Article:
AllMusic proclaimed Visions the best album of 2012 and stated, "On Visions, Claire Boucher honed the mix of little-girl-lost vocals and dark synth-scapes she'd forged on her first two Grimes albums, Geidi Primes and Halfaxa, into something just as unique, but far catchier"[24]The Guardian named it the second best album of 2012, calling it "a masterpiece in gonzo pop that is weird, original and derivative at the same time[25]". NME ranked the album at number two on its 50 Best Albums of 2012 list[26]. The album appeared at number five on Clash'​s list of The Top 40 Albums of 2012, and the magazine referred to Grimes as a "creative, sensual explosion of humanity"[27]Pitchfork Media placed the album at number six on its list of The 50 Best Albums of 2012 and praised it as "a triumphant meeting of human and computer, an album that blows the traditions of both pop and experimental music to pieces and glues them back together in gorgeous, entrancing ways"[28]PopMatters included the album at number 11 on its list of The 75 Best Albums of 2012, concluding: "Astoundingly catchy, occasionally haunting, and frequently brilliant, Visions is top-rate art and pop in equal measure, and deserves to be talked about for years to come"[29].

British magazine FACT ranked Visions the 26th best album of 2012 and commented it "moved beyond the circumstantially lo-fi character of her early offerings Geidi Primes and Halfaxa for a profoundly inventive and just plain weird take on electro-pop. While the shifty rhythms can get a bit repetitive, they're usually voiced differently, and they're always paired with otherworldly synth-work that darts into uneasy, industrial territory"[30]Rolling Stone placed Visions at number 33 on its 50 Best Albums of 2012 list, noting the album "uses EDM extremism, medieval chants, sugar-crusted melodies and her own sky-high voice to rethink pop music"[31]. The album was listed on Paste's The 50 Best Albums of 2012 at number 50, and the magazine wrote: "With its constantly shifting tonal landscapes and non-standard structures, it's the kind of music that's exceptionally hard to peg on paper, but that never stops Visions'​ tracks from looping in your head long after it spins to a close"[32].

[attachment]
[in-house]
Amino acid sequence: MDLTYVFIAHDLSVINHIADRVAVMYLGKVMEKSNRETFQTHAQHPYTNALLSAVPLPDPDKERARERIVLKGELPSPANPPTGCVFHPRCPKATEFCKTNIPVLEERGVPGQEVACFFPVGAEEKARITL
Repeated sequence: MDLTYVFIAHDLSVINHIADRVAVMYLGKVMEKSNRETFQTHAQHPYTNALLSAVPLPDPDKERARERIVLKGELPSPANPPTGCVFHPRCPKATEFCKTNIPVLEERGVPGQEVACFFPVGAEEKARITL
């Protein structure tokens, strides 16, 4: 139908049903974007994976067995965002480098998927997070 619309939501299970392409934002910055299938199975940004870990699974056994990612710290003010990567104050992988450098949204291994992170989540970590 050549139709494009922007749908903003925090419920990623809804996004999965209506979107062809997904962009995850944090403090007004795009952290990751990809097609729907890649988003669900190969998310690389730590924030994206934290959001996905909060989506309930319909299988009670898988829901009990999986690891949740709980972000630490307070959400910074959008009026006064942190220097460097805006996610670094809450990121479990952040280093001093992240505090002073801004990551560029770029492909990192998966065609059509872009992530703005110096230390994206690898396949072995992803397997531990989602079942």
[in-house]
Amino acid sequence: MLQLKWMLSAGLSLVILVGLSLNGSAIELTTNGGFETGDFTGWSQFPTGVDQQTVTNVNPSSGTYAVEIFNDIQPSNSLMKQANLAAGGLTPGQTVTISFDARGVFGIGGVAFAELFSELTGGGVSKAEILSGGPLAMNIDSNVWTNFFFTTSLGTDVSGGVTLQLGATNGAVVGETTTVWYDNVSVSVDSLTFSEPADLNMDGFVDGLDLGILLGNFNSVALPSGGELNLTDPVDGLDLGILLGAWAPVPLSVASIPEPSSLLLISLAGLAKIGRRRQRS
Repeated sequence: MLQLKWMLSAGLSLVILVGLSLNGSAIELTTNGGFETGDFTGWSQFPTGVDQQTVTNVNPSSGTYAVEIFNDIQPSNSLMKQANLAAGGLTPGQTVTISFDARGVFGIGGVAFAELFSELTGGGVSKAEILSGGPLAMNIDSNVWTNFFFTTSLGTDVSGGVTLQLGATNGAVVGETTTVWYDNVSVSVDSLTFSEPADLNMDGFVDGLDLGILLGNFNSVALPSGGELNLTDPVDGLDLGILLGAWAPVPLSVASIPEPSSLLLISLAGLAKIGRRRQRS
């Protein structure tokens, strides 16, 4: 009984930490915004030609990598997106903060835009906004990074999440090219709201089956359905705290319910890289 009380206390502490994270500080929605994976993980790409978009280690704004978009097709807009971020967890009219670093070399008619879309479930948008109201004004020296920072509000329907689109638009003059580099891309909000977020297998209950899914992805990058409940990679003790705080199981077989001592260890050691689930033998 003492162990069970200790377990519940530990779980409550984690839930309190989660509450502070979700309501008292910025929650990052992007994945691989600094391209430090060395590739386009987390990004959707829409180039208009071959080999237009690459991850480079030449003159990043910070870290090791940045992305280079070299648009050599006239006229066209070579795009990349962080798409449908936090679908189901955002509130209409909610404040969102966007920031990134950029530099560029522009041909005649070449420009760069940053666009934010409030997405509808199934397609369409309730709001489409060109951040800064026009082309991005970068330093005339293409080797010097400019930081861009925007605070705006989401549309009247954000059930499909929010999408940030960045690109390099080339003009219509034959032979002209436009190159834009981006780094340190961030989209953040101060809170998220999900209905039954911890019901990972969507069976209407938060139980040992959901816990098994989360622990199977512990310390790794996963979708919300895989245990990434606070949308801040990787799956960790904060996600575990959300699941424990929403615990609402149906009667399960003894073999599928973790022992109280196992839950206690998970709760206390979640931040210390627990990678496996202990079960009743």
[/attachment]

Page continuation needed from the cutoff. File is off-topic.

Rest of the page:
Oblivion was ranked the best song of 2012 by both Pitchfork Media and PopMatters; the former called it "beautifully fragmented" and stating it "sounds both chilly and machine-like but also radiates human warmth and imperfection"[33], while the latter opined that "this nouveau dream pop triumph is surely the album's calling card, the definitive encapsulation of everything that makes the record (not to mention the musician behind it) so beguiling to listen to"[34]NME named Oblivion and Genesis the sixth and sixteenth best tracks of 2012, respectively[35]Rolling Stone included Oblivion at number 28 on its list of the 50 Best Songs of 2012, writing that on the song, Grimes "drops sugar-dust vocals over a thwunking synth loop, sounding perfectly dreamy until you listen to the words: "I never walk alone after dark / Someone could break your neck / Coming up behind you and you'd never have a clue", the catchiness only makes it creepier"[36].

Visions was shortlisted for the 2012 Polaris Music Prize on July 17th, 2012, but lost out to Metals by Feast[37]. The album won Electronic Album of the Year at the Juno Awards of 2013[38].

Chart performance

Chart Peak


Australian Hitseekers Albums (ARIA)[39] 7
Belgian Albums Chart (Ultrapop Flanders)[40] 46
Belgian Heatseekers Albums (Ultrapop Wallonia)[41] 9
Irish Albums (IRMA)[42] 65
UK Albums (OO)[43] 67
UK Indie Albums (OOC)[44] 8
US Billboard 200[45] 98
US Alternative Albums (Billboard)[46] 17
US Dance/Electronic Albums (Billboard)[47] 8
US Independent Albums (Billboard)[48] 13